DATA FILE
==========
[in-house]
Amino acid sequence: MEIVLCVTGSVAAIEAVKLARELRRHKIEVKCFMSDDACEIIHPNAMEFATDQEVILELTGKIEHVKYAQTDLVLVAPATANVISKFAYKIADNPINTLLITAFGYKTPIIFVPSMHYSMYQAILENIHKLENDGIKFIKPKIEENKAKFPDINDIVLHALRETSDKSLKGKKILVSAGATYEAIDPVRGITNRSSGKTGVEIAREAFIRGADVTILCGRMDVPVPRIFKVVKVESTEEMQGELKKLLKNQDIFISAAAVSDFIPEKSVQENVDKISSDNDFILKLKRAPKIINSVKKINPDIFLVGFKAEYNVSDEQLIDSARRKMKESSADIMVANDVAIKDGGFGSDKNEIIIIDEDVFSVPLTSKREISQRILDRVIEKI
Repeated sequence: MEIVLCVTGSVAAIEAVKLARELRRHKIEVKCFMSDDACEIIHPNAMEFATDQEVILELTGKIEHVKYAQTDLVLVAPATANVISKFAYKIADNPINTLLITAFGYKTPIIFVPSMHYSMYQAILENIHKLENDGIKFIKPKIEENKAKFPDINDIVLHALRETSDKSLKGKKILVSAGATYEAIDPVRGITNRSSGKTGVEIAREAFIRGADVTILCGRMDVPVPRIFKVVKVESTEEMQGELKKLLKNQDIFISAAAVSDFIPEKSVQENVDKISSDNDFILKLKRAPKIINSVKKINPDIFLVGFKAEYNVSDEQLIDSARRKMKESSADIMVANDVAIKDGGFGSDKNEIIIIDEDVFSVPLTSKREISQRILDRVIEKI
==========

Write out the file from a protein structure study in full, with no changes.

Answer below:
[in-house]
Amino acid sequence: MEIVLCVTGSVAAIEAVKLARELRRHKIEVKCFMSDDACEIIHPNAMEFATDQEVILELTGKIEHVKYAQTDLVLVAPATANVISKFAYKIADNPINTLLITAFGYKTPIIFVPSMHYSMYQAILENIHKLENDGIKFIKPKIEENKAKFPDINDIVLHALRETSDKSLKGKKILVSAGATYEAIDPVRGITNRSSGKTGVEIAREAFIRGADVTILCGRMDVPVPRIFKVVKVESTEEMQGELKKLLKNQDIFISAAAVSDFIPEKSVQENVDKISSDNDFILKLKRAPKIINSVKKINPDIFLVGFKAEYNVSDEQLIDSARRKMKESSADIMVANDVAIKDGGFGSDKNEIIIIDEDVFSVPLTSKREISQRILDRVIEKI
Repeated sequence: MEIVLCVTGSVAAIEAVKLARELRRHKIEVKCFMSDDACEIIHPNAMEFATDQEVILELTGKIEHVKYAQTDLVLVAPATANVISKFAYKIADNPINTLLITAFGYKTPIIFVPSMHYSMYQAILENIHKLENDGIKFIKPKIEENKAKFPDINDIVLHALRETSDKSLKGKKILVSAGATYEAIDPVRGITNRSSGKTGVEIAREAFIRGADVTILCGRMDVPVPRIFKVVKVESTEEMQGELKKLLKNQDIFISAAAVSDFIPEKSVQENVDKISSDNDFILKLKRAPKIINSVKKINPDIFLVGFKAEYNVSDEQLIDSARRKMKESSADIMVANDVAIKDGGFGSDKNEIIIIDEDVFSVPLTSKREISQRILDRVIEKI